“Smiling faces, furious applause: that’s how this series ended,” said The Times. It’s easy to see – and hear – why.

03_mozart_prussianMozart’s Prussian Quartets K575, K589 and K590 were all that he managed to complete for an apparent commission for six quartets from King Friedrich Wilhelm II of Prussia in 1789. It’s been a while – 20 years – since the Emerson String Quartet recorded any Mozart quartets, so these Prussian Quartets (Sony 88697935982) are a welcome addition to the catalogue. This is big, warm playing, with the players admitting that they don’t hesitate to use generous vibrato when the emotional nature of the music calls for it. Their playing and interpretation are much in the style of the 1966 Decca recordings by the Weller Quartet, long a favourite of mine, and a masterclass in how to play late Mozart with passion and intensity as well as sensitivity and style. These are wonderful works, and the Emersons never put a foot wrong.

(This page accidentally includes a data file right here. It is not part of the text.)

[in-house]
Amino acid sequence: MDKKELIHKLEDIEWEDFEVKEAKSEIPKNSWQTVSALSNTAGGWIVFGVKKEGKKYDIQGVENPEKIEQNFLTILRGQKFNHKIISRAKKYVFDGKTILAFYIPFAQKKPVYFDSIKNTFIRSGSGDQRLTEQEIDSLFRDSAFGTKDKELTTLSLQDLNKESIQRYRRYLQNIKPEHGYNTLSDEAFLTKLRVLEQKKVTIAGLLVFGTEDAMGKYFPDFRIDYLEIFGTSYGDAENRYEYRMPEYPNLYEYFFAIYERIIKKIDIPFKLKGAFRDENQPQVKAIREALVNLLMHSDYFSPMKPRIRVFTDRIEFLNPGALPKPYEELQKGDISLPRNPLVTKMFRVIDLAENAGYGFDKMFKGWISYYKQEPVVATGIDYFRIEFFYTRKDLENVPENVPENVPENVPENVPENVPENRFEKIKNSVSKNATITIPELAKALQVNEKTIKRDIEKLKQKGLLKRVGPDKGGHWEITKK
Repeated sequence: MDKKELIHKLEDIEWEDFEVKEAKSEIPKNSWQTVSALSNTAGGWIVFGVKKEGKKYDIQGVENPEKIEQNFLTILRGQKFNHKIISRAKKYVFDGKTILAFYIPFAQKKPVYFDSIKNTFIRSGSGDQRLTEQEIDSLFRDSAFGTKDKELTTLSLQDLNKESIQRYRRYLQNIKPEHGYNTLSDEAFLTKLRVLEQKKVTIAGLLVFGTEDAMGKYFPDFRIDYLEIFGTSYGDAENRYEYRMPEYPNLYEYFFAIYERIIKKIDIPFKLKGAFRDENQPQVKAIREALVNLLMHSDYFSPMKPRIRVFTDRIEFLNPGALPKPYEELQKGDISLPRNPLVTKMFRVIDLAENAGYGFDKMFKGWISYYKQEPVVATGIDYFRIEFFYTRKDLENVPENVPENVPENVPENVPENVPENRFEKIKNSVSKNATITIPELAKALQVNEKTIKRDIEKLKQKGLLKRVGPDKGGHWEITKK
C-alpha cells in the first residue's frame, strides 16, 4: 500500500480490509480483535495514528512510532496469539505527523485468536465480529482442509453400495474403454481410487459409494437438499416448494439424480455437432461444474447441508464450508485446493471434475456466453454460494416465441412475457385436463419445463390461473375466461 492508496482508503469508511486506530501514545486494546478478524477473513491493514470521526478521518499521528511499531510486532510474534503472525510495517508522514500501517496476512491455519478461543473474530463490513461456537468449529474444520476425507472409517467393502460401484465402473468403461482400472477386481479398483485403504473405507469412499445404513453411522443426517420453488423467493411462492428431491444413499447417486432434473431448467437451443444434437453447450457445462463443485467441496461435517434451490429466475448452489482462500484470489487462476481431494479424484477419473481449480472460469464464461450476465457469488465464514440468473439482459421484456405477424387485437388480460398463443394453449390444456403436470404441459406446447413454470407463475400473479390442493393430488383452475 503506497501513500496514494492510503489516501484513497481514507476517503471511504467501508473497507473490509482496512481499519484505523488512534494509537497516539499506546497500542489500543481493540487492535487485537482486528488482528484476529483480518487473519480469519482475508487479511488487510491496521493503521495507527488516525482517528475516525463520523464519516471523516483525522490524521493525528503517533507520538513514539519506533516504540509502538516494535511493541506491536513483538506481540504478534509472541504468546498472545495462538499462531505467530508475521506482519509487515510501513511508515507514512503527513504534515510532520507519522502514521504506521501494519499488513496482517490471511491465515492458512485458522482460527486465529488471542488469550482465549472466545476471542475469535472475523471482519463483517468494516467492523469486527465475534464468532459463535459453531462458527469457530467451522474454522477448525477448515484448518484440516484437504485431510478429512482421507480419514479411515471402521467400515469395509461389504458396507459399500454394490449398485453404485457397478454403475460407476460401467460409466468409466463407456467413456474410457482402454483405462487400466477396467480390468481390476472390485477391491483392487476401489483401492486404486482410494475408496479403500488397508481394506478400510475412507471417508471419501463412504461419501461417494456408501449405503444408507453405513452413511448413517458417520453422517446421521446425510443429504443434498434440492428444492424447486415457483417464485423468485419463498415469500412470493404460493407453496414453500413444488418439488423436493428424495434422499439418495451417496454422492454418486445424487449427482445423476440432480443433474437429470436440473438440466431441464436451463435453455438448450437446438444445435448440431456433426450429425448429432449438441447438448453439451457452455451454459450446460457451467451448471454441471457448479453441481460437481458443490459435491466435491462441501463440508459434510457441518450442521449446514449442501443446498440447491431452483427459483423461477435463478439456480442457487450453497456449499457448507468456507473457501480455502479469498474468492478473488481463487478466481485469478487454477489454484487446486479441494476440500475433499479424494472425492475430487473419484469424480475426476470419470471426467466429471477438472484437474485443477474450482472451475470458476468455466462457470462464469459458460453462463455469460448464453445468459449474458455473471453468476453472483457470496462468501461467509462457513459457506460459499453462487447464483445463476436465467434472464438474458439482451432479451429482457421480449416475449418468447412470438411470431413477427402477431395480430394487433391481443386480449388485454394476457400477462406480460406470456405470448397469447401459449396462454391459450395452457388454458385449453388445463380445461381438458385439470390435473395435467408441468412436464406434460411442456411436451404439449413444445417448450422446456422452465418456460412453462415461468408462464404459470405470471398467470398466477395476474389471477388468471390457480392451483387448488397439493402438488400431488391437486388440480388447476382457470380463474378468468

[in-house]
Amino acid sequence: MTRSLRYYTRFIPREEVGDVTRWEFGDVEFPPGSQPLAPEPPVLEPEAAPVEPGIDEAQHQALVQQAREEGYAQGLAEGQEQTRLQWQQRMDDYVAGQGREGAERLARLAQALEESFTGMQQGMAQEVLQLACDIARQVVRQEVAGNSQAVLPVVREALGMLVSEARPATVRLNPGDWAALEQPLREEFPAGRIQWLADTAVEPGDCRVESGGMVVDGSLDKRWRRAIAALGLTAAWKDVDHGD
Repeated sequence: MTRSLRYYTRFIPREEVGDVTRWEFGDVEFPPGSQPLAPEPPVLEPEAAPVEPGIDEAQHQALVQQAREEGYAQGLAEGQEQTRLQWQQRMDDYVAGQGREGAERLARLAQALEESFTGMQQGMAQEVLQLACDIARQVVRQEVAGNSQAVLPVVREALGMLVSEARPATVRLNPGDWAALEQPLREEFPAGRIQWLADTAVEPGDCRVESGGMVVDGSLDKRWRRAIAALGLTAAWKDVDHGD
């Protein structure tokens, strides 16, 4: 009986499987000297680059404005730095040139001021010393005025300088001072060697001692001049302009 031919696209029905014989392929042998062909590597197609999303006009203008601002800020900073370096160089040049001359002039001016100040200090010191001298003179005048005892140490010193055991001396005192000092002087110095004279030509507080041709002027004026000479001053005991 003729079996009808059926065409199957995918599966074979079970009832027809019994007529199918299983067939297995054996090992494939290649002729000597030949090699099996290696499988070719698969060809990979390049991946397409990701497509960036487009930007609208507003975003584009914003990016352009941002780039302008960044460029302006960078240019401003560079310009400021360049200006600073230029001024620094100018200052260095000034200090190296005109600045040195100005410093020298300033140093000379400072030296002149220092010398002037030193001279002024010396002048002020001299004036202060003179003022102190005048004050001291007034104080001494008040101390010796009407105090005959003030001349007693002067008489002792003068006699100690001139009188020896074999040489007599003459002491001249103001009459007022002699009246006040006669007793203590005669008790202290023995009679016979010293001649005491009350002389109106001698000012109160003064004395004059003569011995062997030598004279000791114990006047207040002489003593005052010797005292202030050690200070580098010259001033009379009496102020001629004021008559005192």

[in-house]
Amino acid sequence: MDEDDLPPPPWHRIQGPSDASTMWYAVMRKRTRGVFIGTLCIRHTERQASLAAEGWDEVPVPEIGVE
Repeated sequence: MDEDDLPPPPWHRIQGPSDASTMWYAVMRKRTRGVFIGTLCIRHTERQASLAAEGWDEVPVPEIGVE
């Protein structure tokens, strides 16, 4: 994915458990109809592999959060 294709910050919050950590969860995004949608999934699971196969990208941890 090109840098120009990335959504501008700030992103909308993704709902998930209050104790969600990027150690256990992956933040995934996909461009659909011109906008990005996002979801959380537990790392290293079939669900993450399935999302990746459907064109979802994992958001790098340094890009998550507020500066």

04_GinasteraI’m not sure exactly what I was expecting from the new CD of the Cello Concertos by the Argentinean composer Alberto Ginastera (Naxos 8.572372) who died in 1983, but I was still quite taken aback by the two works; for some reason, I had no idea that they would have such an incredibly modernistic sound and form. The jewel case notes tell us that Ginastera “…fused the strong traditional influences of his national heritage with experimental, contemporary and classical techniques” and that’s a perfect description. Soloist Mark Kosower does an outstanding job with extremely difficult and emotionally demanding works and has matching support from Lothar Zagrosek and the Bamburg Symphony Orchestra. Concerto No.1 dates from 1968, although Ginastera revised the score in 1977; the premiere of this version the following year featured the composer’s second wife, cellist Aurora Natola, as soloist. The work uses 12-tone and quarter-tone techniques, and displays an astonishing range of colour and mood. The Concerto No.2, recorded here in a live March 2010 performance, is from 1980, and was written to celebrate the tenth wedding anniversary of Ginastera and Natola. In 2008 Kosower met and played for Ginastera’s widow, shortly before her death early the following year at the age of 85; this CD is dedicated to her memory. In a 1964 programme note, the composer said that “A work which speaks only to the intelligence of man will never reach his heart.” This CD speaks loud and clear – and in a highly individual and effective voice – to both. Mark Kosower has also recorded Ginastera’s Complete Music for Cello and Piano on Naxos (8.570569), a CD that should be well worth tracking down if the performances here are anything to go by.